EU Commission monitors food safety progress in Western Balkans

EU Commission monitors food safety progress in Western Balkans

by Sue Jones
0 comment 41 views
A+A-
Reset

The European Commission has looked at progress in the food safety systems of four countries in the Western Balkans that are trying to become EU member states.

The reports cover many areas and developments in the past year in Montenegro, Kosovo, Albania, and Bosnia and Herzegovina.

The European Commission also assessed food safety progress made by Serbia, North Macedonia and Turkey.

For Montenegro, an analysis found progress was made in agriculture, food and fisheries, so the focus should now be on areas including upgrading food establishments and food safety controls.

Updating sites for products and by-products of animal origin continued. Some 68 plants producing food of animal origin are compliant with EU regulations and 15 of them have been licensed to export to the region. The first establishment for goat milk processing and a major fishery products processor with 19 facilities joined the EU list in 2020. Strengthening administrative and inspection capacity and related infrastructure needs to remain a priority, found the report.

Legislation was adopted in 2020 on phytosanitary measures and the monitoring of pesticide residues in food. The program for food and feed safety measures and genetically modified food and feed monitoring was done and prepared for 2021.

Areas to improve in Kosovo
The report on Kosovo found limited progress on agriculture, food safety, veterinary and phytosanitary policy but some level of preparation in these areas.

Issues include development of the food control and traceability system as well as management of food safety and veterinary laboratory information.

The “long overdue” process of transferring 76 inspectors from municipalities to the Food and Veterinary Agency started in August 2021. This would allow for proper implementation of legislation. The 2021 budget of the agency decreased by 18 percent.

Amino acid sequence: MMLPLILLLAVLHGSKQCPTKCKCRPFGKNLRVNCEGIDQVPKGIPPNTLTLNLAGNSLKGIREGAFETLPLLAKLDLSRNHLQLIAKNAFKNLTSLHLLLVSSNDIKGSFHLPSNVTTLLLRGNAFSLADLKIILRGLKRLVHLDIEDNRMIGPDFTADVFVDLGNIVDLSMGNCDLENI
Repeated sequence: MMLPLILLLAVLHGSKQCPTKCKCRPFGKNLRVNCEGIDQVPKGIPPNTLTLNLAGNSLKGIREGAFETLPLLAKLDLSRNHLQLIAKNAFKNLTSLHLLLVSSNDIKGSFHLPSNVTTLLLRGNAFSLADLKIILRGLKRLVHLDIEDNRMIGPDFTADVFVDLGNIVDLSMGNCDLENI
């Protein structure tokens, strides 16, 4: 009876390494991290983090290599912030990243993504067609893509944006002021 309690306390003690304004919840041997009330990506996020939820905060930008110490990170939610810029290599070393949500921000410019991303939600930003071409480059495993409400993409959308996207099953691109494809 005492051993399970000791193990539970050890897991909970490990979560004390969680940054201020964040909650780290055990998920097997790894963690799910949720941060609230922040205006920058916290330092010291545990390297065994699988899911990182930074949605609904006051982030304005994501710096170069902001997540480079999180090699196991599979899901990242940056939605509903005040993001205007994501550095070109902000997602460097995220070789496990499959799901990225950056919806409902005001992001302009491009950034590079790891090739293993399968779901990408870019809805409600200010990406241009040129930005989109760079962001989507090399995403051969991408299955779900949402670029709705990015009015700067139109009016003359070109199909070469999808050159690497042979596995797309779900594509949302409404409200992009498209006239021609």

The food and veterinary lab continued work and participated in proficiency testing with EU reference laboratories. However, no progress was made in getting international accreditation.

The Food and Veterinary Agency has yet to adopt measures to enforce regulation at livestock markets, slaughterhouses and transport. There was also no headway on identifying basic cross-compliance measures in food safety, animal health and welfare.

Bosnia and Herzegovina at a standstill
Bosnia and Herzegovina made no progress in agriculture and rural development, food safety, veterinary and phytosanitary policy and fisheries, where preparation is mostly at an early stage, according to the analysis.

The report found the country should speed up plans for national reference labs, provide an updated National Salmonella Control Plan, and maintain vaccination against brucellosis. The country should try to meet the criteria for export of table eggs to the EU and ensure that its Salmonella program is updated, aligned with the EU and fully implemented.

The full national reference laboratories system is still not in place with a need to increase the accreditation of lab methods used in hygiene, veterinary and phytosanitary controls, and in the food and feedstuff control system.

The country’s official food and feed control system is yet to be fully aligned with the EU. At all levels of government, administrative capacities need to be strengthened. This includes the inspection services and labs, for which inter-laboratory comparative tests need to be introduced.

There was no progress in setting up the country’s reference laboratory for testing, controlling and monitoring the presence of GMOs in food and feed.

Risk assessment in Albania
The report on Albania found some level of preparation in agriculture and rural development, food safety, veterinary and phytosanitary policy and fisheries. Progress was made in these areas but the farm register needed to be set up.

The National Food Authority carried out regular official controls in line with the annual risk-based plan. However, there was no progress on adoption of an improved risk assessment methodology, because of the absence of information technology systems required to analyze the data. The authority has yet to improve the quality of inspection statistics where it is limited to the number of checks or measures taken on infringements.

Staff of the agency also need training on carrying out rapid risk assessments to ensure that risk management decisions have a legal and scientific basis.

Albania has continued amending national regulation on hygiene requirements for meat and meat products, milk and milk based products, live and bivalve mollusks and fish and fishery products to ensure a partial match to EU regulation.

Initial GMO rules from May 2020 have not been followed by other acts on the authorization procedure, responsibilities, and powers of the authorities.

(To sign up for a free subscription to Food Safety News, click here.)

Read More

You may also like

Leave a Comment